BAGHDAD–Much debate has swirled from Washington to Baghdad over the June 30, 2004, Coalition-pullout deadline: Will it be too soon to formally transfer power over key governmental operations from Coalition authority to the Iraqi people? At least one agency has demonstrated that June 30 is not soon enough: In a formal ceremony on Sunday, Ambassador Paul Bremer, surrounded by Iraqi doctors, announced that authority over the Ministry of Health is now officially in the hands of the Iraqi people.
That the Ministry of Health should be the first of the 26 public ministries to return to Iraqi control is quite an accomplishment, especially when you consider its dilapidated status just one year ago. Years of neglect had taken their toll. Maintenance was unheard of under Saddam, leaving only 35 percent of the equipment in hospitals operable. Doctors and medical students were unable to view medical journals online because of government policies that made owning a satellite dish a crime punishable by the state. And to add insult to injury, when Jim Haveman, the senior Coalition adviser, and Dr. Kudair Abbas, the Iraqi minister of health, arrived last year, the ministry building itself was completely looted. It is therefore not surprising to learn that Iraqis had come to expect little in the way of medical care.
What a difference a year makes! Saddam only provided $16 million for health care in his 2002 budget, a wretchedly low sum that should again prompt questions about how the Oil-for-United-Nations-Cronies–I mean, Oil-for-Food–program was operated. In FY 2004, however, the health budget received an enormous 60-fold increase, providing $948 million for 26 million Iraqis. At the end of the war, Iraq possessed only 300 tons of pharmaceuticals on hand. Compare this to the 35,000 tons of drugs distributed this year alone, a total that notably includes 30 million doses of children’s vaccinations.
In order to qualify for transfer of authority, the Ministry of Health had to meet a number of criteria, including developing short and long-term strategic plans, establishing a budget, demonstrating a sound management system, and implementing a system of checks and balances to prevent corruption. Given the state of the ministry he inherited, these are accomplishments for which Minister of Health Abbas should be proud. And clearly he is. On Sunday, Dr. Abbas emphasized his belief that the Coalition would not have transferred power unless he and his staff had demonstrated that they were ready to exercise it. This approval clearly meant a great deal to him. But the transition was also important to him because it meant that the Coalition had not only kept its word regarding the transition of power, but had actually delivered early on its promise. Given how the press often portrays Coalition occupation, it may surprise some to hear Dr. Abbas describing his time working with Jim Haveman and the Americans as “[o]ne of the nicest things in [his] life.” He summed up his feelings by saying that he now has good friends in America.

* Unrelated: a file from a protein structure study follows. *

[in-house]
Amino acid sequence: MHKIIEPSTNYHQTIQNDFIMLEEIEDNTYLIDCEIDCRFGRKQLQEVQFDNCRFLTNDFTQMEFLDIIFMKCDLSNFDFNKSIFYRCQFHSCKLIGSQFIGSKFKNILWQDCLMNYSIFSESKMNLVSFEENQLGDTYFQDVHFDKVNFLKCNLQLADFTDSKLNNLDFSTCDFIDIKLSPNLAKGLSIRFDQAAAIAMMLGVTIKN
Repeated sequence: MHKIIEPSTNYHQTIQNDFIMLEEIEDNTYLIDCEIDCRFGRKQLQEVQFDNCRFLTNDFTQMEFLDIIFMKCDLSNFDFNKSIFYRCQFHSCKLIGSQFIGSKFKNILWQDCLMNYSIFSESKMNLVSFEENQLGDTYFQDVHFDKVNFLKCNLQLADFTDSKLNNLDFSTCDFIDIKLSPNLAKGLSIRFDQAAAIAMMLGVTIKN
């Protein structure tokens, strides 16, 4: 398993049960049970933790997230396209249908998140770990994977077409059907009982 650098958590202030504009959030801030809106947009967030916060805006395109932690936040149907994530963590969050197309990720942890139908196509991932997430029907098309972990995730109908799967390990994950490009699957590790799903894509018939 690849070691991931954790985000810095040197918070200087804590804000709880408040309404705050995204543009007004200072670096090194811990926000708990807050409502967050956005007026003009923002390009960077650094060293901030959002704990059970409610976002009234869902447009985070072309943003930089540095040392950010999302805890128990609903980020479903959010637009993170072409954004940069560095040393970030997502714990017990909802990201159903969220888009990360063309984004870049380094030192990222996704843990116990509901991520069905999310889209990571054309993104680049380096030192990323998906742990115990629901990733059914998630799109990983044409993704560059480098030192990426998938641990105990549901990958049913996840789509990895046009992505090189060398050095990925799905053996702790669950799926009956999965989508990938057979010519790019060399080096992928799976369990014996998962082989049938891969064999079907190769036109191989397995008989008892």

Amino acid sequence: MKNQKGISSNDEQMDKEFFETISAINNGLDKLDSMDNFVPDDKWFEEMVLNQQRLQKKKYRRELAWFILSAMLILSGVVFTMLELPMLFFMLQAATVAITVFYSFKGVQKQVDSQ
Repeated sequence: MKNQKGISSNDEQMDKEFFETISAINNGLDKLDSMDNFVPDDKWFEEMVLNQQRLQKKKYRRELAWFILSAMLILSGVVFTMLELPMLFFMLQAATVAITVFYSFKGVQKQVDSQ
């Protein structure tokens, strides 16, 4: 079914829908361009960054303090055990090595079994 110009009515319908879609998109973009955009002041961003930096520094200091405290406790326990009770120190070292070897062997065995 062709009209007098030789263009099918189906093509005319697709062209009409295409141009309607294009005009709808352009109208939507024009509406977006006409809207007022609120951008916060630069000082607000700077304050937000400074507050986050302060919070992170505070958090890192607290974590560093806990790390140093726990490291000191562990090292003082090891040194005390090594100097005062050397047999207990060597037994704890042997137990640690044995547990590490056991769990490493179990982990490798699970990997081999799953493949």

Notwithstanding these accomplishments, there is still much left to be done. Dr. Abbas readily admits that the medical knowledge of Iraqi health-care personnel lags behind the West by decades. But the ministry, aided by the Coalition, is taking steps to remedy this. The ministry is negotiating to receive expatriate Iraqi doctors from Britain to Iraq to provide expert services and to train local doctors. New textbooks and CD-roms have been distributed for training. Access to the internet at hospitals and medical schools has opened journals previously unavailable. Japan and Egypt are providing grants for post-graduate training, and the U.S. has provided $17 million earmarked for medical training, with another $25 million in USAID funds for programs that include training. The doctors are soaking up the new information as fast as they can. “That ten years of isolation will be made up very quickly,” explained Jim Haveman.
While the ministry now has the authority to run day-to-day operations, Dr. Abbas has not been abandoned. The Coalition has made clear that it will be available to provide advice and assistance as well as funding, but only when asked for them. The transfer of authority is, therefore, real, and is a real first step toward an independent Iraq.
–Robert D. Alt is a frequent contributor to NRO. He is a fellow in legal and international affairs at the John M. Ashbrook Center for Public Affairs, and is currently reporting from Iraq. He’s blogging from Iraq here.